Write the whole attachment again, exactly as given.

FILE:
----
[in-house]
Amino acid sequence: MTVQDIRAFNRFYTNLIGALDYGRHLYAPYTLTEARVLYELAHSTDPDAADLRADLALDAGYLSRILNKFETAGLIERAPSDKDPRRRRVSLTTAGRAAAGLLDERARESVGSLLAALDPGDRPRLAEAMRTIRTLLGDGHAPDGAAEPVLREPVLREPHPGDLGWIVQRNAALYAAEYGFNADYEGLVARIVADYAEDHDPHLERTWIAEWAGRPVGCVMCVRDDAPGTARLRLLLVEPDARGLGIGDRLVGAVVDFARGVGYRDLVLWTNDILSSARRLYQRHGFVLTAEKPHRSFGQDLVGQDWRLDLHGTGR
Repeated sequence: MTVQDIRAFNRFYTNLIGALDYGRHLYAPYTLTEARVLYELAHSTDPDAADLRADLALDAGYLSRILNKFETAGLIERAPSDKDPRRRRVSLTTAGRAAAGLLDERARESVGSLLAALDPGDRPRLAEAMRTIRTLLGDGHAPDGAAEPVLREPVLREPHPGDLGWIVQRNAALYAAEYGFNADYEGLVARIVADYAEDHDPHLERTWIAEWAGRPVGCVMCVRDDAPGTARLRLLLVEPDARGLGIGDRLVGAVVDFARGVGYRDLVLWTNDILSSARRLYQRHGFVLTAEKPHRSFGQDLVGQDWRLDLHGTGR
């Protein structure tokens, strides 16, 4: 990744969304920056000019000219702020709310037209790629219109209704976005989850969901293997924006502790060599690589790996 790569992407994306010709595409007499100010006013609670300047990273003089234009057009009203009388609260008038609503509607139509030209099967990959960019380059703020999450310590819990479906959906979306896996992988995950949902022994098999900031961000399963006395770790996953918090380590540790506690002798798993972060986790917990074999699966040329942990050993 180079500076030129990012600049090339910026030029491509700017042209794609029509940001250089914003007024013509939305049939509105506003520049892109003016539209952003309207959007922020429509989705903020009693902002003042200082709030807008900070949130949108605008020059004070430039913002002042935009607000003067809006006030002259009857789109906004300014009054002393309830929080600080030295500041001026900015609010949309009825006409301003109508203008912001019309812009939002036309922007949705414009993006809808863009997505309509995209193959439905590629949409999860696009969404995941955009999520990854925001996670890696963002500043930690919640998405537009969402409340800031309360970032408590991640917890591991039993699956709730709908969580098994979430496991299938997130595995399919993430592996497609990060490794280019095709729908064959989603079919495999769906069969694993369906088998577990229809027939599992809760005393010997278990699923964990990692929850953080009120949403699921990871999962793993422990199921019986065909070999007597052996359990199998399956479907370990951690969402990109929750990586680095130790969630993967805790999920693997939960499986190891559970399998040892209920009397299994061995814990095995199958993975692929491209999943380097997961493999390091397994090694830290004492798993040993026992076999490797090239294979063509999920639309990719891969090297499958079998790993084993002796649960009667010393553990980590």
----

[in-house]
Amino acid sequence: MTVQDIRAFNRFYTNLIGALDYGRHLYAPYTLTEARVLYELAHSTDPDAADLRADLALDAGYLSRILNKFETAGLIERAPSDKDPRRRRVSLTTAGRAAAGLLDERARESVGSLLAALDPGDRPRLAEAMRTIRTLLGDGHAPDGAAEPVLREPVLREPHPGDLGWIVQRNAALYAAEYGFNADYEGLVARIVADYAEDHDPHLERTWIAEWAGRPVGCVMCVRDDAPGTARLRLLLVEPDARGLGIGDRLVGAVVDFARGVGYRDLVLWTNDILSSARRLYQRHGFVLTAEKPHRSFGQDLVGQDWRLDLHGTGR
Repeated sequence: MTVQDIRAFNRFYTNLIGALDYGRHLYAPYTLTEARVLYELAHSTDPDAADLRADLALDAGYLSRILNKFETAGLIERAPSDKDPRRRRVSLTTAGRAAAGLLDERARESVGSLLAALDPGDRPRLAEAMRTIRTLLGDGHAPDGAAEPVLREPVLREPHPGDLGWIVQRNAALYAAEYGFNADYEGLVARIVADYAEDHDPHLERTWIAEWAGRPVGCVMCVRDDAPGTARLRLLLVEPDARGLGIGDRLVGAVVDFARGVGYRDLVLWTNDILSSARRLYQRHGFVLTAEKPHRSFGQDLVGQDWRLDLHGTGR
């Protein structure tokens, strides 16, 4: 990744969304920056000019000219702020709310037209790629219109209704976005989850969901293997924006502790060599690589790996 790569992407994306010709595409007499100010006013609670300047990273003089234009057009009203009388609260008038609503509607139509030209099967990959960019380059703020999450310590819990479906959906979306896996992988995950949902022994098999900031961000399963006395770790996953918090380590540790506690002798798993972060986790917990074999699966040329942990050993 180079500076030129990012600049090339910026030029491509700017042209794609029509940001250089914003007024013509939305049939509105506003520049892109003016539209952003309207959007922020429509989705903020009693902002003042200082709030807008900070949130949108605008020059004070430039913002002042935009607000003067809006006030002259009857789109906004300014009054002393309830929080600080030295500041001026900015609010949309009825006409301003109508203008912001019309812009939002036309922007949705414009993006809808863009997505309509995209193959439905590629949409999860696009969404995941955009999520990854925001996670890696963002500043930690919640998405537009969402409340800031309360970032408590991640917890591991039993699956709730709908969580098994979430496991299938997130595995399919993430592996497609990060490794280019095709729908064959989603079919495999769906069969694993369906088998577990229809027939599992809760005393010997278990699923964990990692929850953080009120949403699921990871999962793993422990199921019986065909070999007597052996359990199998399956479907370990951690969402990109929750990586680095130790969630993967805790999920693997939960499986190891559970399998040892209920009397299994061995814990095995199958993975692929491209999943380097997961493999390091397994090694830290004492798993040993026992076999490797090239294979063509999920639309990719891969090297499958079998790993084993002796649960009667010393553990980590």